Historical Notes No. 1


ISSN 0267-7105 ISBN 0 9483 20 5 An occasional publication of the Libertarian Alliance, 25 Chapter Chambers, Esterbrooke Street, London SW1P 4NN
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1986: Libertarian Alliance; Stefan Blankertz. Dr Stefan Blankertz did his Ph.d on the American left-libertarian writer Paul Goodman. He is proprietor of the German libertarian publishing company Buechse der Pandora, and is the West German Representative of the Libertarian International. A version of this paper was delivered at the Second European Libertarian Convention in Norway in 1986. The views expressed in this publication are those of its author, and not necessarily those of the Libertarian Alliance, its Committee, Advisory Council or subscribers. Director: Dr Chris R. Tame Editorial Director: Brian Micklethwait Webmaster: Dr Sean Gabb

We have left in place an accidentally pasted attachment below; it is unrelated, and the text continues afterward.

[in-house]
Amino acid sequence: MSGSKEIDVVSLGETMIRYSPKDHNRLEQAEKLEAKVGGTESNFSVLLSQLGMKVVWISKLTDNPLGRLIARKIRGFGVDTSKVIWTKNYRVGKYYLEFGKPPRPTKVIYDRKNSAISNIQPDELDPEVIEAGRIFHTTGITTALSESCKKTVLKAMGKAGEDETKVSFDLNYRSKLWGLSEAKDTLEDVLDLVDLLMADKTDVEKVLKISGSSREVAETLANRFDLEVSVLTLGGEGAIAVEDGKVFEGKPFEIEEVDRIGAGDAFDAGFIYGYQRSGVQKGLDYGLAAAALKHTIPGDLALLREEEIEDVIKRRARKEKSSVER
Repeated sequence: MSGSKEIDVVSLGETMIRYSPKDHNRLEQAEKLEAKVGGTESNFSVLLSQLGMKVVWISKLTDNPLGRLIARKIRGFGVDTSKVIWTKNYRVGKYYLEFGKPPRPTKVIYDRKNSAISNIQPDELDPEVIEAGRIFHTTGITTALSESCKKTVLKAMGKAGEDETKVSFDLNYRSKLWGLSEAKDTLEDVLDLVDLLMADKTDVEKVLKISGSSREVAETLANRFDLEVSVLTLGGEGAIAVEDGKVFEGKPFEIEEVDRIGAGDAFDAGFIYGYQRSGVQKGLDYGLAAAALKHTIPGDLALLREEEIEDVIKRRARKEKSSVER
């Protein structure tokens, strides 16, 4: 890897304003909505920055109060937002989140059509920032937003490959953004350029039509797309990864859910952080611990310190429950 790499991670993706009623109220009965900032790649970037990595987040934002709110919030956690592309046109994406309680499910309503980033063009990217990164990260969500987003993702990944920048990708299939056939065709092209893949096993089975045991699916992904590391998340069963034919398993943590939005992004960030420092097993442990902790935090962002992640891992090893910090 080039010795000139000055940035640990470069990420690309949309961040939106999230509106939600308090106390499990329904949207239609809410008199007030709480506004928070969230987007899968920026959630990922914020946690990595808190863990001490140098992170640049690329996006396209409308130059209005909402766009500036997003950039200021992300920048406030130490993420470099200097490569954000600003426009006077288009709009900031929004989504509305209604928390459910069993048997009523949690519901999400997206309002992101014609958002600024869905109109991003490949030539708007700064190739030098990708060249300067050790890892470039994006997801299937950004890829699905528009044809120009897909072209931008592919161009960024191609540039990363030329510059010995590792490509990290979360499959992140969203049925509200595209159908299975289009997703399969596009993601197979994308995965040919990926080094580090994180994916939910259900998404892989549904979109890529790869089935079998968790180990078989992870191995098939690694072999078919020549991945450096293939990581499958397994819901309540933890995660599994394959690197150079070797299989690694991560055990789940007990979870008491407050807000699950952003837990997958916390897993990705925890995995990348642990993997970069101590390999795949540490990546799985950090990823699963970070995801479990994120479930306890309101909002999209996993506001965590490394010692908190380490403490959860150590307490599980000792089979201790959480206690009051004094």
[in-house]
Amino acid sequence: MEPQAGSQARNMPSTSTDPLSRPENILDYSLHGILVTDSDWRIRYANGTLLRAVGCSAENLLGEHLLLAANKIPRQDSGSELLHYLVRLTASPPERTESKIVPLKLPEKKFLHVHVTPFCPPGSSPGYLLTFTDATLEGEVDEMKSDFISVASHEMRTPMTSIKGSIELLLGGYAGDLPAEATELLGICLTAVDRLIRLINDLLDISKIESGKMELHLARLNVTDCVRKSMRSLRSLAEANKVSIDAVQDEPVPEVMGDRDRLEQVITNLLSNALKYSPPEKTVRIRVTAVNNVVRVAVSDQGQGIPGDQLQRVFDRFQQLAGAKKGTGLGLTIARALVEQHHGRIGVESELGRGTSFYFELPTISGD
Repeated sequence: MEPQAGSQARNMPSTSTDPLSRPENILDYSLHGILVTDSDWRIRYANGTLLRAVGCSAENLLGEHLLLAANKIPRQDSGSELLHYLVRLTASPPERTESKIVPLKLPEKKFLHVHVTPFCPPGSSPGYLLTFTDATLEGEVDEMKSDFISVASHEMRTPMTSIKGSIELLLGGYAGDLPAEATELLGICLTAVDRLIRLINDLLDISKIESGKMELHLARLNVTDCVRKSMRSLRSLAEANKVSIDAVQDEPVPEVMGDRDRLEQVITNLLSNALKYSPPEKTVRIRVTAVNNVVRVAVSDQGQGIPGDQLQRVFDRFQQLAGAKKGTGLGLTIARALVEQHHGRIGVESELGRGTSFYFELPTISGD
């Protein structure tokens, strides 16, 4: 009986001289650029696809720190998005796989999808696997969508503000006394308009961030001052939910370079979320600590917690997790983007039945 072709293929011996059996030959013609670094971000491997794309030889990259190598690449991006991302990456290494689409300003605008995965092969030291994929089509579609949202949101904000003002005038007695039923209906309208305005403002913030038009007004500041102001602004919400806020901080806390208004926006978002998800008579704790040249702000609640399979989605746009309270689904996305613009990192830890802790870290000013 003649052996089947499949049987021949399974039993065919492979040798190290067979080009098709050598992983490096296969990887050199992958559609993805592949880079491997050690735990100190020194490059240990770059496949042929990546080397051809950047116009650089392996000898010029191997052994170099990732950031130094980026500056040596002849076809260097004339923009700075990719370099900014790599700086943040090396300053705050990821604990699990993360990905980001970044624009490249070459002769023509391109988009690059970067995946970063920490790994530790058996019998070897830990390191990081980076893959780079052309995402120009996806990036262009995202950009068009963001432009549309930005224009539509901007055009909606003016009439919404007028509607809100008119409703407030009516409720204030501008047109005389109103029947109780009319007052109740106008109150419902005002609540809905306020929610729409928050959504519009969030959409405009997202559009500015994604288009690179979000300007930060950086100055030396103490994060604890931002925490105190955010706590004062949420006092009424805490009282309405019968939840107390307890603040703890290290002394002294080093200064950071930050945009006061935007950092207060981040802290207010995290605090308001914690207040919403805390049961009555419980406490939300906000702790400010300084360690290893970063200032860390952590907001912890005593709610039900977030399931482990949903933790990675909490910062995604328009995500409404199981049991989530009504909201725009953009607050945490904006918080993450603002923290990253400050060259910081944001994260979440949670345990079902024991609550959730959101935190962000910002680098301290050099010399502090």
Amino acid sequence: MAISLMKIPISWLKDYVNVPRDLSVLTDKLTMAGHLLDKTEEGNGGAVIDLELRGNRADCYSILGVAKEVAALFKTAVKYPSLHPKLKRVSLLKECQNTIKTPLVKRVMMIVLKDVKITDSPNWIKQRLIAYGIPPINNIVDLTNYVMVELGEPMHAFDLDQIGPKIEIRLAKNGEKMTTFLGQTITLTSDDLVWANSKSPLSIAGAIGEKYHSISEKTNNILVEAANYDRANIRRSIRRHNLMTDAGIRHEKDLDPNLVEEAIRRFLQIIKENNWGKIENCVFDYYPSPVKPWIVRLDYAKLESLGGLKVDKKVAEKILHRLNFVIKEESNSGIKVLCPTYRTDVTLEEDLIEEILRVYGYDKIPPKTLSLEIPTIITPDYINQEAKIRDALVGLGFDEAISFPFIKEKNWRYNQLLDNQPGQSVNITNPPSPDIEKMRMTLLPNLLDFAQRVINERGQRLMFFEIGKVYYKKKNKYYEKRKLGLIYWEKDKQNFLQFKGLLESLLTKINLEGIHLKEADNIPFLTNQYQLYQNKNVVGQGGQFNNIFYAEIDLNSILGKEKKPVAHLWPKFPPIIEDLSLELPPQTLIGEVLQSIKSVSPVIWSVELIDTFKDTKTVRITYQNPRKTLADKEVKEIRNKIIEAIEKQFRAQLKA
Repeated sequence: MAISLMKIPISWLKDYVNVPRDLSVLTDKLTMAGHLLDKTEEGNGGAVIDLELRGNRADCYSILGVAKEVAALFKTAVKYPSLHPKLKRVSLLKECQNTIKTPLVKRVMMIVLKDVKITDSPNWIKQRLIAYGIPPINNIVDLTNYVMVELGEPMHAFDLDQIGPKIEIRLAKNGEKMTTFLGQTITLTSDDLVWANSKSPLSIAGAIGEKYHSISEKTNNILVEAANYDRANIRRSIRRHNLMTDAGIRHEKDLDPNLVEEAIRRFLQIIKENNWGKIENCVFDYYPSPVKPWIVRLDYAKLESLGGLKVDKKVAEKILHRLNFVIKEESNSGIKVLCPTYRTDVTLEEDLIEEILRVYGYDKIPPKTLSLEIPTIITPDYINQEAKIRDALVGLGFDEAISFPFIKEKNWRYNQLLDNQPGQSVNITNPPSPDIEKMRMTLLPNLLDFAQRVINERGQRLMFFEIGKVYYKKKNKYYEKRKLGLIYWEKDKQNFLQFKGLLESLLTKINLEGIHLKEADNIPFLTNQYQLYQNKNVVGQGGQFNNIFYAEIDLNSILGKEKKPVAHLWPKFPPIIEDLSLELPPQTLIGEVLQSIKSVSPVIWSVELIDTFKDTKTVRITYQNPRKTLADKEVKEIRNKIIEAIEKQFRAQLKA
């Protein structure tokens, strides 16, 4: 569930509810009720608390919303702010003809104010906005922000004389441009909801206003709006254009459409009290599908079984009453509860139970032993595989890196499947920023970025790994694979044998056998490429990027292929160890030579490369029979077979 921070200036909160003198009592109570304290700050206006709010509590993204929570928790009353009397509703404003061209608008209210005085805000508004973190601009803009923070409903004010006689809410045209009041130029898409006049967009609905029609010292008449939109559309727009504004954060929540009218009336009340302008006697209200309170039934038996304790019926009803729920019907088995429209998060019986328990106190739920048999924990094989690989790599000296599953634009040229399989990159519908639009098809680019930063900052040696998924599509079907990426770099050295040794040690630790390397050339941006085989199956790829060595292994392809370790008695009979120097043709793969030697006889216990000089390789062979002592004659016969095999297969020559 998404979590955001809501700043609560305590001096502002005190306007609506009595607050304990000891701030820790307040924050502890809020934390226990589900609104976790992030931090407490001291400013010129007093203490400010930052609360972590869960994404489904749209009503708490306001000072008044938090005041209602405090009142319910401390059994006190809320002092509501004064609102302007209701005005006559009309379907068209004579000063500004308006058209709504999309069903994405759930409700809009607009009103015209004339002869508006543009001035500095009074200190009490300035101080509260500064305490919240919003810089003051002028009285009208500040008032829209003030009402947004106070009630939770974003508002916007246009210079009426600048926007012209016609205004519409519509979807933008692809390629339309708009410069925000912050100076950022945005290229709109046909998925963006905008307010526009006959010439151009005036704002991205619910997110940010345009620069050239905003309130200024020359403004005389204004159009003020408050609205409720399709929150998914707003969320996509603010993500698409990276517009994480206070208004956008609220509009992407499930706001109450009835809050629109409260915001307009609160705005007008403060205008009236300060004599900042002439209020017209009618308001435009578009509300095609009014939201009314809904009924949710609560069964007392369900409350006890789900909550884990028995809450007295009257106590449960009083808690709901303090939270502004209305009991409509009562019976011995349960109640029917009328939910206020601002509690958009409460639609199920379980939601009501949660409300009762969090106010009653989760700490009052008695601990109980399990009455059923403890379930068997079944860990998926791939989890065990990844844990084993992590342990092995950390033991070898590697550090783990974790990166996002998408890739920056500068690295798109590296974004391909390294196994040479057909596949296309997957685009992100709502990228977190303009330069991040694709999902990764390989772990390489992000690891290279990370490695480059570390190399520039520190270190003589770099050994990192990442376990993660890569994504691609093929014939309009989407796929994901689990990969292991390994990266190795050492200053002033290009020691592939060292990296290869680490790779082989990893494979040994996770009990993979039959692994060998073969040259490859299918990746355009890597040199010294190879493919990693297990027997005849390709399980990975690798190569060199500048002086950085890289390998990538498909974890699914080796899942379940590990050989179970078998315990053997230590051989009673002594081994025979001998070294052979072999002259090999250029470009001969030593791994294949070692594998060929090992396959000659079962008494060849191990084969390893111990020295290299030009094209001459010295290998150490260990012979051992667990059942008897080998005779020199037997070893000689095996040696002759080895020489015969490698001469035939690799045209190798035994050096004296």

FOR LIFE, LIBERTY AND PROPERTY